“If you really want to do something in your life, leave this place, get an education, and look for a better job. Look at me, I have been working here for more than 20 years, and nothing has changed for good for me.”

Since that moment, I knew I had to do something different, so I moved to Seattle and continued to work at a different McDonalds. Here, I was determined to get back to school. I registered at Seattle Central College, and I completed my ESL and GED Diploma. However, when I hit the college level, I did not have an ID. I had already tried many times to get one, but I was always denied, so I just gave up for a few years, ending frustrated, disappointed, and sad. After I finished my ESL and GED, and because I did not have an ID, I completed my college degree online from the National Autonomous University of Mexico. In fact, I even got to take two semesters for a Bachelors’s degree in Political Sciences, which helped me improve my Spanish. Then, I returned to Seattle Central College and completed my AA Degree during the winter quarter of 2020.

Although it has been a long journey with ups and downs, I was finally able to achieve my goal of earning my college education. I am so happy and enthusiastic about continuing to move forward by transferring to the University of Washington for the upcoming fall quarter. I am planning to take steps towards a Master’s degree in international studies because I love social sciences. Once I complete my Master’s degree, I hope to work as a teacher. Thanks to getting an education, I have learned not only to speak and write in English but also in Spanish and French. I am so proud to be the first one in my family to get a college education.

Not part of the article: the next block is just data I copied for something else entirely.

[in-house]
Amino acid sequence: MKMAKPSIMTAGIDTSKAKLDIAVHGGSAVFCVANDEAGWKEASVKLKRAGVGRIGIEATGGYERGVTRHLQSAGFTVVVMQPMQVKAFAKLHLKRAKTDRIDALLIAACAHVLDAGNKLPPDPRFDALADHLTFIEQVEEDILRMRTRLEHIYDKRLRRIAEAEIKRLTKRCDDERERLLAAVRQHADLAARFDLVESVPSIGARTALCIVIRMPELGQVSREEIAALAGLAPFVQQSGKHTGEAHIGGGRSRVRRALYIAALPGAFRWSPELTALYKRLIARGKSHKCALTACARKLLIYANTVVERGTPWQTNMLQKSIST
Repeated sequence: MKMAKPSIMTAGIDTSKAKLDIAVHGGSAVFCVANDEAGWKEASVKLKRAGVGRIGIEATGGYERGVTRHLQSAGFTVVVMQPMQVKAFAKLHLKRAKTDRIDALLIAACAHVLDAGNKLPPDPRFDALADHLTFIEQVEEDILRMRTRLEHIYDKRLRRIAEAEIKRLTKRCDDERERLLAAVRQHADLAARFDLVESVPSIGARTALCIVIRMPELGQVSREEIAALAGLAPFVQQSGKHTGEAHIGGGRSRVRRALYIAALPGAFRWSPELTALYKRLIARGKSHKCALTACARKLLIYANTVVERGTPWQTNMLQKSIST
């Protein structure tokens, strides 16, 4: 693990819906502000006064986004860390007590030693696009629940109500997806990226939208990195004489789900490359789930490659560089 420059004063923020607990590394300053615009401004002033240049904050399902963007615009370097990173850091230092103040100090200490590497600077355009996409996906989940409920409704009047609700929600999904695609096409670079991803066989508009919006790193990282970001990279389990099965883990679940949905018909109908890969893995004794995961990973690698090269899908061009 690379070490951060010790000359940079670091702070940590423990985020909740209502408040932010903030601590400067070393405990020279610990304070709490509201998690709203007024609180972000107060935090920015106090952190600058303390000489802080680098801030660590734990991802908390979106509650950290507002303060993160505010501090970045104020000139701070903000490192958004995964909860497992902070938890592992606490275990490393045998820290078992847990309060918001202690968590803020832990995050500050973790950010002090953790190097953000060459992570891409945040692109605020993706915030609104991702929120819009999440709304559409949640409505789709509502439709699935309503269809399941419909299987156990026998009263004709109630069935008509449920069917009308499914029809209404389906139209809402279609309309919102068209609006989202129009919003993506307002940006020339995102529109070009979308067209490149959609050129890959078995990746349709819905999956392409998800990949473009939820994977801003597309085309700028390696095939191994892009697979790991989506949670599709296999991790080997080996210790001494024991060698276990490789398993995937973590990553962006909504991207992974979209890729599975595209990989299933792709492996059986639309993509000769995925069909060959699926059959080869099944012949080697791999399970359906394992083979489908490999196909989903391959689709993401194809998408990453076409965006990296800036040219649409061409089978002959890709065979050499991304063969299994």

Getting to this point in my life has not been easy. Because I am an undocumented student, I do not have access to employment, scholarships, or state and federal resources. In this sense, the SEA scholarship has been of great support in helping me accomplish my educational goals and meet my living expenses; otherwise, I would have dropped college a while ago. The SEA scholarship helps me pay for books, rent, food, utilities, phone service, and other related personal needs. This has really made a great difference in my life. Similarly, I would like to thank my Education Advocate, Hansell,  the staff he works with, and in general the SEA Organization for the great support. Hansell has always been very supportive to me in proving me the scholarly tools and the financial resources needed so that I can stay focus on my education. Thank you very much.

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“Mija, be extraordinary!”

I have a lot of reasons why I push and push myself to be successful in life. My most important reason and my biggest motivation is my son, Jose. I had my son at the age of 17; I was just becoming a junior in high school. Let me tell you, that has been my biggest challenge. But that didn’t stop me from graduating high school or from making goals for my life. When I got pregnant, everyone was doubting me. They didn’t think I would be able to graduate from high school. I won’t lie, it was exhausting, but I wasn’t going to let others talk me down into being an unsuccessful mother. So yes, I was walking around school with my huge and I mean huge belly around campus.